By Nora Brunner
Originally published in ASCP's Skin Deep, August/September 2006.
As busy as our lives and the lives of our clients are, we might be tempted to groan in exasperation that we are getting nowhere—we’re just going in circles. But circles can have a calming effect if we combine them with the childhood pastime of coloring.
Check out grown-up coloring books devoted to mandalas—circles with often-intricate designs that are nearly universal to the world’s cultures and religions. (Think stained-glass church windows, Aztec calendars, Native American dreamcatchers, and the Buddhist wheel of life.)
Mandala coloring books are designed to engage and relax people, and they are surprisingly engrossing. As empty shapes on a page, these images cry out for felt-tip pens or colored pencils, a comfortable chair, and music or sweet silence. Mandala workshop leaders note the supreme concentration and quiet these circles bring about once pens are unleashed. Is there a place in your practice where you can showcase these tools and help your clients relax, such as a waiting room or spa relaxation area? Consider fruit-scented, felt-tip pens or pencils to further engage the senses (but, of course, keep them away from kids).
Pathways to Health
Art therapists have long known the value of such activities in opening creative channels, reducing anxiety, and gently bringing down psychological defenses. Mandalas are used in connection with some medical conditions, including pain and anxiety, and are particularly useful in helping children express their emotions. Some ex-smokers find this activity keeps their hands busy and away from temptation. (Beware recommending coloring to clients with arthritis, carpal tunnel, or other repetitive strain injuries.)
To the educated eye, final masterpieces often reveal themes, concerns, and emotional issues. And, as one retreat leader notes, it’s virtually impossible to color a mandala that isn’t beautiful.
Susanne Fincher, Jungian psychologist, art therapist, and author of several mandala coloring books, says circles are fundamental to human consciousness and notes they are the first shape children make as they graduate from scribbling. Fincher groups her mandalas into twelve categories of psychological development, encouraging budding colorists to start work in a stage where they feel they are stuck. Or they can color their way through the stages in order and see what insights emerge. She also says color choices are revealing. Which three or four markers do you always wear out first?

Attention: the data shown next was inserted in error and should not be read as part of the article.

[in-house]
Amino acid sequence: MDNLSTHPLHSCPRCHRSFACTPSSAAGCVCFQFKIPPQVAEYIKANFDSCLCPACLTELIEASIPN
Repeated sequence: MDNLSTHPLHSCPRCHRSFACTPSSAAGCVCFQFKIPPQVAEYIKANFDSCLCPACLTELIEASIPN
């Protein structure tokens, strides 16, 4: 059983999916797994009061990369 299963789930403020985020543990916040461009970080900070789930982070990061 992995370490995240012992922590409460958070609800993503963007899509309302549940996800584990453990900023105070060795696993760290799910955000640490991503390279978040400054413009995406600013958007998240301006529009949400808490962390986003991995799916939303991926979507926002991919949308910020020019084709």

Let Your Colors Speak
We are instinctively drawn to some colors, whether as clothing or surroundings at home or work. A body of science is devoted to how we react to various stimuli in our environments and color is high on the list of mood-influencers. A company called Pantone specializing in a common color language for designers, artists, and architects, has an online color think tank. It relates the story of office employees who complained repeatedly their work space was too cold. Although the actual temperature in the office never changed, the complaints faded when the walls were repainted warm peach.
Do your work and treatment areas feature warm, serene colors? Are there small changes you can make, such as altering your lighting or the color of your towels, to create a better atmosphere? Are your business cards and brochures color-consistent with the image you wish to project? Using color effectively is a fun way to enhance your practice.
Some websites allow you to print designs of varying complexity and quality, but if you develop a love of coloring, you’ll want to invest in the books. Look for those with heavier paper to prevent bleed-through or use a piece of cardboard between pages. Dover Publications offers mandala books on translucent paper, so you can hang the final product in a window as stained glass (pens work better than pencils on these).
Much as no two snowflakes are exactly alike, your finished mandala can bring forth beauty and expression that is uniquely yours. Sometimes going in circles is a good thing.